A senior official in the Indian government recently revealed to Reuters that the government would soon propose a law banning the trade and possession of cryptocurrencies. India has quickly become a global cryptocurrency hub, with 8 million investors holding an estimated $1.4 billion USD in crypto assets. The legislation, which intends to pave the way for an official digital rupee, would give holders up to six months to liquidate their cryptocurrency holdings, after which they would face penalties of varying degrees.
Though the legislation has not been made official as of yet, its effects have still been felt. Bitcoin tumbled from its all-time high price of $61,556.59 several weeks back as the prospect of a ban in the fifth-largest economy shook expectations. However, as is the case with any number of government-imposed bans, India’s proposed legislation may be doomed before it is even implemented.
The proposed legislation would only be the latest example of the Indian government’s overt hostility toward crypto. In 2019, a government panel recommended jail time of up to 10 years for people who mined, held, transferred, or dealt in cryptocurrencies. Despite this, Indian user registrations at crypto exchanges have skyrocketed; Bitbns reported a 30-fold increase, while Unocoin added 20,000 users in January and February even amid the ban chatter.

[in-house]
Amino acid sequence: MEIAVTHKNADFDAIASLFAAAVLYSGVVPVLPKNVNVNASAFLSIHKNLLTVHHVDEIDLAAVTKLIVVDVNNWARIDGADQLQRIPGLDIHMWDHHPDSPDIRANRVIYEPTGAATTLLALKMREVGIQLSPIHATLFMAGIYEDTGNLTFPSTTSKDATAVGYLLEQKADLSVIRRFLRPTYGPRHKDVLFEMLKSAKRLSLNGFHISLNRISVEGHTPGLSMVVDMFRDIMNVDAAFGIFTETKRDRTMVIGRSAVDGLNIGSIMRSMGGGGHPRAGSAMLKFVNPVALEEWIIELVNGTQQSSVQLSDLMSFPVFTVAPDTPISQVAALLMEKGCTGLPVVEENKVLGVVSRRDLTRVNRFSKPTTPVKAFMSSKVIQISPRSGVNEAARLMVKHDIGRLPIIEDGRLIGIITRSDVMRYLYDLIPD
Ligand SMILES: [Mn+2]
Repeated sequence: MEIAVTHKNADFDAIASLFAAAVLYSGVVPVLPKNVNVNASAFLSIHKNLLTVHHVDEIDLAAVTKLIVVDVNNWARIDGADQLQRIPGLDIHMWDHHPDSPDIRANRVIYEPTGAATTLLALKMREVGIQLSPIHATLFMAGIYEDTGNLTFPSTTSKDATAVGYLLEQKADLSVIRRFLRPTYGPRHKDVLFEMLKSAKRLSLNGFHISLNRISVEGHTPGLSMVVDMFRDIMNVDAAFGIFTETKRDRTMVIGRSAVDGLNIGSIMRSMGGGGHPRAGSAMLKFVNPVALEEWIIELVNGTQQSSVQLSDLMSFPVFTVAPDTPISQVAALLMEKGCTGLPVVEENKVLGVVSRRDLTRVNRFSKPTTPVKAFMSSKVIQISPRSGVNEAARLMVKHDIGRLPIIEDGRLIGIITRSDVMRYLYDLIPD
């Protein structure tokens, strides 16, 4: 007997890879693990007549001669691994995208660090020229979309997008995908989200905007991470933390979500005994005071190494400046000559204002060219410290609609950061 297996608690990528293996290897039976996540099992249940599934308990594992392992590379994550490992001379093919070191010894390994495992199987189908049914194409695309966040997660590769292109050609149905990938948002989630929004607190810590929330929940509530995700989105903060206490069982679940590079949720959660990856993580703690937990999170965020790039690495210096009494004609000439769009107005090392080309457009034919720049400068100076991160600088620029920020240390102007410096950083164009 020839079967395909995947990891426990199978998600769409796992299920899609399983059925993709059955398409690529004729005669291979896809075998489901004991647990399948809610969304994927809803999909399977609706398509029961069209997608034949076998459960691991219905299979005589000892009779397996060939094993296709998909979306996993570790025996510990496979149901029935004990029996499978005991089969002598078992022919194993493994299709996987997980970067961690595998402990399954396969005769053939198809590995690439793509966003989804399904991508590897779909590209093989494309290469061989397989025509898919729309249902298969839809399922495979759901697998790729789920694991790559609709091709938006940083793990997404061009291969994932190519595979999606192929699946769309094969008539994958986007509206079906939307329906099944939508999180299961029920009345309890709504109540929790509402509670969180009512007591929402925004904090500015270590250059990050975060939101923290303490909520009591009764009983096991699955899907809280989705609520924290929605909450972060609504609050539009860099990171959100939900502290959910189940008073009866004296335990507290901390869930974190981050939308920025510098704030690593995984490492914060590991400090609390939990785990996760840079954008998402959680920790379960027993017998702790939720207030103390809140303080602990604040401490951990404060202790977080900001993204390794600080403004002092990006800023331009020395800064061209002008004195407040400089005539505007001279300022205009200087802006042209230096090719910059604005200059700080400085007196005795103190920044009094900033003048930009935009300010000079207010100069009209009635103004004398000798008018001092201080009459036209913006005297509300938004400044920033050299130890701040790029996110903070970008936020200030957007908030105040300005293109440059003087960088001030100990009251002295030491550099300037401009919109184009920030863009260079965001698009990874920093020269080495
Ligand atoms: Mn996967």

Bitcoin’s similarities to gold may, at least in part, explain the propensity among many Indians to accumulate it. Indian crypto advocate Kashif Raza shared, “Indian culture always promoted savings. India has always been a huge holder of gold. Every family is keeping gold in their house.” Among the nation’s young and deeply tech-savvy population, Bitcoin may simply be the modern iteration of wealth preservation.
Bitcoin in Indian Rupee (5 yrs)
States consistently seek to regulate what they do not and cannot control. India’s tentative cryptocurrency ban is concerning, to be sure––but it is also a sign of the far-reaching support that alternative assets have accrued. Indian citizens have embraced cryptocurrencies in astonishing numbers, and despite the government’s best efforts to suppress the crypto economy, history would indicate that it’s a futile endeavor. By trying to ban them, the case for cryptocurrencies is made all the more clear, propelling their use and further innovation. The cryptocat is out, irrevocably so, of the bag.
Article: India’s impending war on Crypto